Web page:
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Thursday, 8 March, 2001, 10:21 GMT
What the Budget means for me

Working families and the elderly were tipped to be the big winners in the Budget. Here, parents and pensioners weigh up what Gordon Brown has offered them.

The Budget proved to be a mixed bag for the people who spoke to BBC News Online.

What they receive in one hand, perhaps in the form of a working families tax credit, they say they lose from the other.

"I'm up and down," says Richard Peattie, 30, of Portsmouth, a single father to three-year-old Jordan.

At a glance...for parents
Child and working families tax credit boosted
20 a week baby bonus
Maternity pay up from 60 to 100 a week by 2003
Maternity leave up from 18 to 26 weeks
Two weeks paid paternity leave
Formerly a tree surgeon earning 50 a day, he is now a self-employed sales representative.

"The increase in the working family tax credit [up 5 to a weekly income of 219] is great, but I still feel trapped in a low-paying job. If I earn just over that, I lose about 100 a week in benefits."

Instead, he would have preferred benefits to taper off as earnings rise.

"And I'm a smoker, so I'll be paying out about 50p a week more."

Emily Pountney
Emily Pountney: "I'm really happy"
Emily Pountney, 33, of Portsmouth, a teacher expecting her first child next week, got pretty much what she had hoped for.

"What with the new-born tax bonus, child benefit, and paternity leave, I'm really happy."

Her partner, a graphic designer, earns less than 18,000 a year.

"This Budget has lots of good news for people starting a family. Will I have another child? Definitely, now."

Ruth Clifford, 34, of Wigan, Lancashire and her company director husband have two children, aged seven and one.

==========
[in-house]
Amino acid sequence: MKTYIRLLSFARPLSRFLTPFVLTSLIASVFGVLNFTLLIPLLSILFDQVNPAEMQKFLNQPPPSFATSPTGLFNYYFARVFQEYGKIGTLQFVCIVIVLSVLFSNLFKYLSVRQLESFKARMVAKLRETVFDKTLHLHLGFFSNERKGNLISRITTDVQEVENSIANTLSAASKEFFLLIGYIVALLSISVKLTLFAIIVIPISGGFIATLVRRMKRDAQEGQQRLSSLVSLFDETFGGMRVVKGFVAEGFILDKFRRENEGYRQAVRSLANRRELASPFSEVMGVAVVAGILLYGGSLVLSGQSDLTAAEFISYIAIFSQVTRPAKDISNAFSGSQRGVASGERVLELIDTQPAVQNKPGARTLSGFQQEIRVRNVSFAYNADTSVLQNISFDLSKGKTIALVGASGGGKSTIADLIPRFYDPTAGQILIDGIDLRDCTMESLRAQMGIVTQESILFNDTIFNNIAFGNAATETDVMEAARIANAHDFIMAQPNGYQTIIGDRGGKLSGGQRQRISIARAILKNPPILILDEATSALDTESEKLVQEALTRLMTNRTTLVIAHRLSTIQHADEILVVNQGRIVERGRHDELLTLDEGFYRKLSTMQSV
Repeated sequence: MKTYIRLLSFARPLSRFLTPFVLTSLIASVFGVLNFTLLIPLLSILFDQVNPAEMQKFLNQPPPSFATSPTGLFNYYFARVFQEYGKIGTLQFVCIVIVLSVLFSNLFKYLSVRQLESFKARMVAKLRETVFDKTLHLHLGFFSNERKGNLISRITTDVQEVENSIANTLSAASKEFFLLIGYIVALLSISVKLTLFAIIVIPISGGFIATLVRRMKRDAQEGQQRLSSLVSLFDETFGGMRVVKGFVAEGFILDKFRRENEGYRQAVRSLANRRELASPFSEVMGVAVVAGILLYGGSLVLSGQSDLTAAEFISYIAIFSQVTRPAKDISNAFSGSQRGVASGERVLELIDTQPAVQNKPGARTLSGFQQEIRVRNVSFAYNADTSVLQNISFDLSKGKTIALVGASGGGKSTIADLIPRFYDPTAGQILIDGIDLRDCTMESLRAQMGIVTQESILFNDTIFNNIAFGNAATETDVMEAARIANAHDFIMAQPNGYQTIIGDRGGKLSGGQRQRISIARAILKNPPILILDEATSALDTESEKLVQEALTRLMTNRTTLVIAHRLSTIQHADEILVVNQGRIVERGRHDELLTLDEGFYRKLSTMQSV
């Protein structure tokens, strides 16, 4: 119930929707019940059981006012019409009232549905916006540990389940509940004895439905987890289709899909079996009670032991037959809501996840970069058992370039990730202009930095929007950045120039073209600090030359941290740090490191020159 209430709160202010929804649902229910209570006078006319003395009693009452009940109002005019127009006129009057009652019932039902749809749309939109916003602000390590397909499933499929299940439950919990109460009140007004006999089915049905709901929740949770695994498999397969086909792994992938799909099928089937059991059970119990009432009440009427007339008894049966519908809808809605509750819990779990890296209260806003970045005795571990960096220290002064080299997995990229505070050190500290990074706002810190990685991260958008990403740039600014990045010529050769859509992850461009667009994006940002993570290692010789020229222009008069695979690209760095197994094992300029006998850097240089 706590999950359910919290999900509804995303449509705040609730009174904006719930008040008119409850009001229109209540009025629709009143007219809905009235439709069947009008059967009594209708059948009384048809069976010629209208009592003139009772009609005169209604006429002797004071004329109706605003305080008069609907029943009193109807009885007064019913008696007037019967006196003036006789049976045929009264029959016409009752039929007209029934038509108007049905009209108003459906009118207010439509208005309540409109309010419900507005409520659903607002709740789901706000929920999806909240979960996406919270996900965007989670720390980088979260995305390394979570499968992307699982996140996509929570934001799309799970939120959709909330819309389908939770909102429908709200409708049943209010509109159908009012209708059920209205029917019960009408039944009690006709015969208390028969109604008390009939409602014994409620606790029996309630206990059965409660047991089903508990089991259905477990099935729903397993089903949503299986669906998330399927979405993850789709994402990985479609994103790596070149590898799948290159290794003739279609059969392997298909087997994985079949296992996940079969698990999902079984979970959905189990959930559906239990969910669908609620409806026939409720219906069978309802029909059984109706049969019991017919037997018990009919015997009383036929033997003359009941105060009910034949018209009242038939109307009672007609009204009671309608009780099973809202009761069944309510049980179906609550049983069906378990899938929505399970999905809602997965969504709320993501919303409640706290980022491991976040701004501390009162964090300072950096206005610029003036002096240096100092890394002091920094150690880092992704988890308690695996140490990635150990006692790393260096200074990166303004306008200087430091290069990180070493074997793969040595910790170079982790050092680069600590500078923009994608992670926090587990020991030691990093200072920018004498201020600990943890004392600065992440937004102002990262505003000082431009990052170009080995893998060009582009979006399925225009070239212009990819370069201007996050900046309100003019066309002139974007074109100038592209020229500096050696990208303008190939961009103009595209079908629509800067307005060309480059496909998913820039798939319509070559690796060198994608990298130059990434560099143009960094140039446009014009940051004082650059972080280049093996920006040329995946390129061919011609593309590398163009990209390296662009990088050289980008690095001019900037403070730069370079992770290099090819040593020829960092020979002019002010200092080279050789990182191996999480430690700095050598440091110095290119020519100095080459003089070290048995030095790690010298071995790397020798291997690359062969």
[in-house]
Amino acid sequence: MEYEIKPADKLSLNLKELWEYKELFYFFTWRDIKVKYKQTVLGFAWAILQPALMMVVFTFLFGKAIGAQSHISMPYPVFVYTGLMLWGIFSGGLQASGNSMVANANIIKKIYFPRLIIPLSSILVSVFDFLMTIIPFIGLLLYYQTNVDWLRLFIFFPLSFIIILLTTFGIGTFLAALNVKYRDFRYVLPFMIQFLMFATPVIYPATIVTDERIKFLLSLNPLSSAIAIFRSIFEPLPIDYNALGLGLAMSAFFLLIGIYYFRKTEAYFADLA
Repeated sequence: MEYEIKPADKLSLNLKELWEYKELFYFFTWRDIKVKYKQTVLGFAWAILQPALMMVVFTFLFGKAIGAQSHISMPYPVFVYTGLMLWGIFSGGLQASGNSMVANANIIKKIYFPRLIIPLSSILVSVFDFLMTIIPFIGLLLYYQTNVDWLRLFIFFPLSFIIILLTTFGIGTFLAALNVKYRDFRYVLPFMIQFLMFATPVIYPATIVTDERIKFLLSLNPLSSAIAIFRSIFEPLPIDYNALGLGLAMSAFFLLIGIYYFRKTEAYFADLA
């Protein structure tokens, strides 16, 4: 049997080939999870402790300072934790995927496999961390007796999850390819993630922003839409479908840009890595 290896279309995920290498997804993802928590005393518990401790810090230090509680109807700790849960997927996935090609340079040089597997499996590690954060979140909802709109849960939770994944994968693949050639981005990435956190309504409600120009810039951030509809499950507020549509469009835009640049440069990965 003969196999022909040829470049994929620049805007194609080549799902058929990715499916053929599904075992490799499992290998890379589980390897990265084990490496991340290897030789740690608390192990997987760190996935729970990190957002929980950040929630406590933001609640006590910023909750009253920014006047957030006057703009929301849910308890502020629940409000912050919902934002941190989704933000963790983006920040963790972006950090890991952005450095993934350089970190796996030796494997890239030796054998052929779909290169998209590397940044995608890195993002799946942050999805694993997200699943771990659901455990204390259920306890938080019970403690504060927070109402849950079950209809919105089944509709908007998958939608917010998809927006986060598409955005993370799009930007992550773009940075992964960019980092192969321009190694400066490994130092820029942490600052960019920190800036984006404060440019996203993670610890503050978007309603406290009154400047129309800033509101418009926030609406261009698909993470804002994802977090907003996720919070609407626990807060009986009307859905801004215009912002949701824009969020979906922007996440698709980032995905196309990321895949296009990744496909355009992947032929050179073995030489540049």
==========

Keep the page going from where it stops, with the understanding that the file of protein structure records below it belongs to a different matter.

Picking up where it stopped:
"None of the 'family friendly' announcements affect us directly as we're above the income threshold for the benefits - except the [10 a week] child benefit.

"But it's great that the needs of women and children are now being recognised," Mrs Clifford says.

And the introduction of two weeks' paid leave for new fathers is long overdue, she says.

"When my son was born, I had a Caesarean and my husband had to use his leave up to look after me. So during that first year, when you want as much time together as possible, he had no leave left."

Tony Carter
Tony Carter: Better off, but not by much
But Tony Carter, 75, of Bromley, Kent was disappointed that the Chancellor did not boost the basic state pension by more than the 5 a week - 8 for couples - increase announced in November.

"And why it's not equally sensible to link pensions to earnings now they plan to link tax allowances to earnings is beyond me.

"But I should be better off because of the increase in the 10% tax band."

Markie Wright, 75, of Twickenham, west London had also hoped for more in her pension packet.

At a glance...for pensioners
State pensions up 5, or 8 for couples
Minimum weekly income up from 78.45 (121.95 for couples) to 92.15 (140.55)
200 winter fuel payment, free TV licence for over-75s and Christmas bonus retained
"Everything is going up. I paid out 90 for a pair of glasses recently, and that's more than I get to live on a week."

Because she has almost 6,000 in savings - the new threshold, up from 3,000 - Mrs Wright misses out receiving a top-up under the pensioner income support allowance.

Nor is she impressed by the pensioner tax allowance, due to be introduced in 2003.

"I don't want anything that's going to come in in two or three years time - I'll be 78 then, if I'm here at all.

"I've always voted Conservative and there's nothing here to persuade me otherwise."

Read more views, and add your own, by joining the Talking Point discussion.

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